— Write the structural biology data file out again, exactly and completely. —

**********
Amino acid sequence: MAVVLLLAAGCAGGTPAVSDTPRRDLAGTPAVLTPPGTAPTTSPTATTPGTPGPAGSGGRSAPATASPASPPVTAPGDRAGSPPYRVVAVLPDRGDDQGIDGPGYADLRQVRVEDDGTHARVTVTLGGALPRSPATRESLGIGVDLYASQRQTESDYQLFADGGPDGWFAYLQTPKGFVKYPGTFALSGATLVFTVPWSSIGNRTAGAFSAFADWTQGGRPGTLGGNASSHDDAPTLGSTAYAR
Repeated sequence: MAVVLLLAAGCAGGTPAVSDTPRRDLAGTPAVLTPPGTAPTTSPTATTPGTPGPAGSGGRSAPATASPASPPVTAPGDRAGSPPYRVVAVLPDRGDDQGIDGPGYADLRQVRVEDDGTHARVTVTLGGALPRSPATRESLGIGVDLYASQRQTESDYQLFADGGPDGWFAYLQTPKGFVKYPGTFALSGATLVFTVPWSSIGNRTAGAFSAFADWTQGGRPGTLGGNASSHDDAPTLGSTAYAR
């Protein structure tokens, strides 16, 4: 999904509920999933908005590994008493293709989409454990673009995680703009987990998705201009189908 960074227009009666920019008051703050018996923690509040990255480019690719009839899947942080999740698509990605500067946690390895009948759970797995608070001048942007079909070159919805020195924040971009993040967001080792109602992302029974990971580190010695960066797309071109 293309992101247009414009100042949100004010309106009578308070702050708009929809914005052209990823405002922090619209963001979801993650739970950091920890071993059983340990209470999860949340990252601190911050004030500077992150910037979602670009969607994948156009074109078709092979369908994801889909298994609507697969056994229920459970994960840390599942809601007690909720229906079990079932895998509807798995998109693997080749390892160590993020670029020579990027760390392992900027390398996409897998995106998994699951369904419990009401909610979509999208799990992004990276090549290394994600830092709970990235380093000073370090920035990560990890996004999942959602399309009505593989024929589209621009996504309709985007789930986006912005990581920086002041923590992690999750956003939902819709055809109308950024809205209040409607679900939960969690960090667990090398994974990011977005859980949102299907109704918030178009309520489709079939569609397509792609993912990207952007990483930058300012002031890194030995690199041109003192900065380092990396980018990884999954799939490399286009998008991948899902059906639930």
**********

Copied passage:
Amino acid sequence: MAVVLLLAAGCAGGTPAVSDTPRRDLAGTPAVLTPPGTAPTTSPTATTPGTPGPAGSGGRSAPATASPASPPVTAPGDRAGSPPYRVVAVLPDRGDDQGIDGPGYADLRQVRVEDDGTHARVTVTLGGALPRSPATRESLGIGVDLYASQRQTESDYQLFADGGPDGWFAYLQTPKGFVKYPGTFALSGATLVFTVPWSSIGNRTAGAFSAFADWTQGGRPGTLGGNASSHDDAPTLGSTAYAR
Repeated sequence: MAVVLLLAAGCAGGTPAVSDTPRRDLAGTPAVLTPPGTAPTTSPTATTPGTPGPAGSGGRSAPATASPASPPVTAPGDRAGSPPYRVVAVLPDRGDDQGIDGPGYADLRQVRVEDDGTHARVTVTLGGALPRSPATRESLGIGVDLYASQRQTESDYQLFADGGPDGWFAYLQTPKGFVKYPGTFALSGATLVFTVPWSSIGNRTAGAFSAFADWTQGGRPGTLGGNASSHDDAPTLGSTAYAR
């Protein structure tokens, strides 16, 4: 999904509920999933908005590994008493293709989409454990673009995680703009987990998705201009189908 960074227009009666920019008051703050018996923690509040990255480019690719009839899947942080999740698509990605500067946690390895009948759970797995608070001048942007079909070159919805020195924040971009993040967001080792109602992302029974990971580190010695960066797309071109 293309992101247009414009100042949100004010309106009578308070702050708009929809914005052209990823405002922090619209963001979801993650739970950091920890071993059983340990209470999860949340990252601190911050004030500077992150910037979602670009969607994948156009074109078709092979369908994801889909298994609507697969056994229920459970994960840390599942809601007690909720229906079990079932895998509807798995998109693997080749390892160590993020670029020579990027760390392992900027390398996409897998995106998994699951369904419990009401909610979509999208799990992004990276090549290394994600830092709970990235380093000073370090920035990560990890996004999942959602399309009505593989024929589209621009996504309709985007789930986006912005990581920086002041923590992690999750956003939902819709055809109308950024809205209040409607679900939960969690960090667990090398994974990011977005859980949102299907109704918030178009309520489709079939569609397509792609993912990207952007990483930058300012002031890194030995690199041109003192900065380092990396980018990884999954799939490399286009998008991948899902059906639930």